Given the generally positive news coverage that greeted the report, perhaps these negative findings got lost in the translation. The report relies on a methodology that leaves some professors who deal in this type of research scratching their heads.

RAND ruled out comparing population-to-stop ratios because the census "doesn't indicate who is out there on the street," Ridgeway tells the Voice. Population numbers, he says, also fail to take into account participation rates in crime.

Many of the results in the RAND study are difficult to compare with other reports, but the findings in general are in contrast to a December 1999 report by then–Attorney General Eliot Spitzer. That study, which analyzed 15 months' worth of stop-and-frisk reports, about 175,000 in total, found that based on respective arrest percentages, there was a huge racial difference in stops.

Eight years later, the RAND report—which doesn't include the supporting raw data—says that's no longer the case, that the racial differences in the figures are practically negligible.

Another benchmark that RAND compared to the stop ratio was suspect- description figures. That test was the basis for Ridgeway's statement that black pedestrians were actually being "understopped," and it's also the NYPD's favorite fallback line. But the stop-to-suspect description analysis is based only on descriptions for violent-crime suspects. Suspect descriptions for other crimes were not available to him, Ridgeway says.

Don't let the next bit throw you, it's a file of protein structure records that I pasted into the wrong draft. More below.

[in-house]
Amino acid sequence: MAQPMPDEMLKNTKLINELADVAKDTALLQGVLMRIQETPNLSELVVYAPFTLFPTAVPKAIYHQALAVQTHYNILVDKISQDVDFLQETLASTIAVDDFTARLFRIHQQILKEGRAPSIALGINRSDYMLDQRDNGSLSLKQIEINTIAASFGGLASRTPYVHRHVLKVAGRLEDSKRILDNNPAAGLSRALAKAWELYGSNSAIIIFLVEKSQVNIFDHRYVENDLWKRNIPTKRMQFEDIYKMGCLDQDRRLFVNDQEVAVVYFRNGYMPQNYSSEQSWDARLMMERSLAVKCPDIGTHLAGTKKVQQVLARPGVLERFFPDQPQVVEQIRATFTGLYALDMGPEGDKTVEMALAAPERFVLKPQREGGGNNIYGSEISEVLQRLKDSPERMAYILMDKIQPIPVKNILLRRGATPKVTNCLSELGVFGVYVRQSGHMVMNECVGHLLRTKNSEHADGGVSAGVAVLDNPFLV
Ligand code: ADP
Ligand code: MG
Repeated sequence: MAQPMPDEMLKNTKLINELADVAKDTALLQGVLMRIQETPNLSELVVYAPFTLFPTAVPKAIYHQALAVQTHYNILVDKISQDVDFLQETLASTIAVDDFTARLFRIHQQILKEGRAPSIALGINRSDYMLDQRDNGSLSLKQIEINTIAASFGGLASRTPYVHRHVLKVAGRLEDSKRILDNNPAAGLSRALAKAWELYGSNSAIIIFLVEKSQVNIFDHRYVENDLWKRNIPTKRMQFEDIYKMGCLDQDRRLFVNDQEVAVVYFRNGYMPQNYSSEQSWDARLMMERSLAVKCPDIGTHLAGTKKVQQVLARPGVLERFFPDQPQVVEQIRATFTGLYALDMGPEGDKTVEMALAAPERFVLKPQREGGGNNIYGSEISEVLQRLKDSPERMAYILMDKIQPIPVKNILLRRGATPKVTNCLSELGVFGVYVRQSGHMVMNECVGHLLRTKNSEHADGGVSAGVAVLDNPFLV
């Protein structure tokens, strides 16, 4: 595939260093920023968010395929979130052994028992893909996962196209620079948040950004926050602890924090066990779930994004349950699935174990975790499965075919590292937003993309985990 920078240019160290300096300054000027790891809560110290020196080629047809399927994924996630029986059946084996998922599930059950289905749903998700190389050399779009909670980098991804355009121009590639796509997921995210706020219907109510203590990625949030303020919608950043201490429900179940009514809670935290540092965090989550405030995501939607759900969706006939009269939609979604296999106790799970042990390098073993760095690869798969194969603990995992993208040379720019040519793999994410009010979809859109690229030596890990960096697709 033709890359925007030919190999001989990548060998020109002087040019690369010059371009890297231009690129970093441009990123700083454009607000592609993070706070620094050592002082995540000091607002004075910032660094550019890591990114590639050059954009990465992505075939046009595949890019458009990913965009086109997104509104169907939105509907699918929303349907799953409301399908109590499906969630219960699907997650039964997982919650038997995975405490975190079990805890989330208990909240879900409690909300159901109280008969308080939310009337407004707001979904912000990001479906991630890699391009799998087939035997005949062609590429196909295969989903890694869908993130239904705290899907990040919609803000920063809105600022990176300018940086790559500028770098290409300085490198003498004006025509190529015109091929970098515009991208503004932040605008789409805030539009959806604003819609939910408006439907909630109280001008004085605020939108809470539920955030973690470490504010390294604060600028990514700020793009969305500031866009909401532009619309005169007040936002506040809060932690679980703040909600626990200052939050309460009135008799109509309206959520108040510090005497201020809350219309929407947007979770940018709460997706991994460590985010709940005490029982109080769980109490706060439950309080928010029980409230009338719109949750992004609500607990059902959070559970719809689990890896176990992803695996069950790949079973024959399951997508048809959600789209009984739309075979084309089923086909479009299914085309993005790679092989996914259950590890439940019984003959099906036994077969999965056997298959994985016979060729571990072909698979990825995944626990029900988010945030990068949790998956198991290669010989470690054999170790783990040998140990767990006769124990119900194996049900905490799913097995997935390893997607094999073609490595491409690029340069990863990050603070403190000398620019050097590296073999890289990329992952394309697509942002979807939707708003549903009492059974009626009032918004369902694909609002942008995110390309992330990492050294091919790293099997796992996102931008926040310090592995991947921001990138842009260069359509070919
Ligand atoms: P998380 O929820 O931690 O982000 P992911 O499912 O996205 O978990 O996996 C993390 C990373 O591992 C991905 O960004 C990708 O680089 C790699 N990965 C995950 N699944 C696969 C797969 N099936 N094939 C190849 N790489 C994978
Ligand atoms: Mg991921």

Having ruled out the census comparison, RAND determined that, based on the arrest and suspect-description benchmarks, black pedestrians were not overstopped.

The majority of the RAND analysis relies on an obtuse formula of "similarly situated" cases to assess if there were differences in the post-stop treatment—frisking, searches, summons, arrests, and use of force—for blacks, whites, and Latinos. Ridgeway describes his method in the report as trying to compare "pedestrians who were stopped in similar situations, in the same places, at the same times, and for the same reasons."

Columbia Law School professor Jeffrey Fagan, who was a lead researcher on Spitzer's stop-and-frisk report, says that in a city like New York, where many of the neighborhoods are racially segregated, figuring out numbers of "similarly situated" groups can be difficult. "You have to wonder what is being lost," he says of the numbers crunched in the RAND report.

In one of RAND's comparisons, for example, the pool of blacks similarly situated to white suspects was only 25,679, or 9.6 percent, out of the approximate 267,000 who were stopped by police last year. In another, RAND used only 8,260, or about 15 percent, of the approximately 55,000 stops involving whites they found similarly situated to black-pedestrian stops.

"If you lose too many cases, you have what is called a 'selection bias' in your sample," Fagan says—and that can distort the results.

Officials at the Center for Constitutional Rights point out what they believe is a major shortcoming in the RAND analysis: "It fails to acknowledge and factor in that the majority of stops are based on subjective criteria and are not tied to alleged criminality."

Noel Leader, the co-founder of 100 Blacks in Law Enforcement Who Care and a recently retired sergeant who spent 20 years on the NYPD, says cops call that "going fishing."

"If you stop 50 people," he says, "somebody's going to have something—a bag of weed, a warrant, a gun, something you can arrest them for. But my training taught me we're hunters, not fishers. Hunters go after specific targets: people you think are doing crimes. Fishermen throw a net out there and whatever he catches, he catches."

"Going fishing" is something that wouldn't reveal itself in the data, says Ridgeway.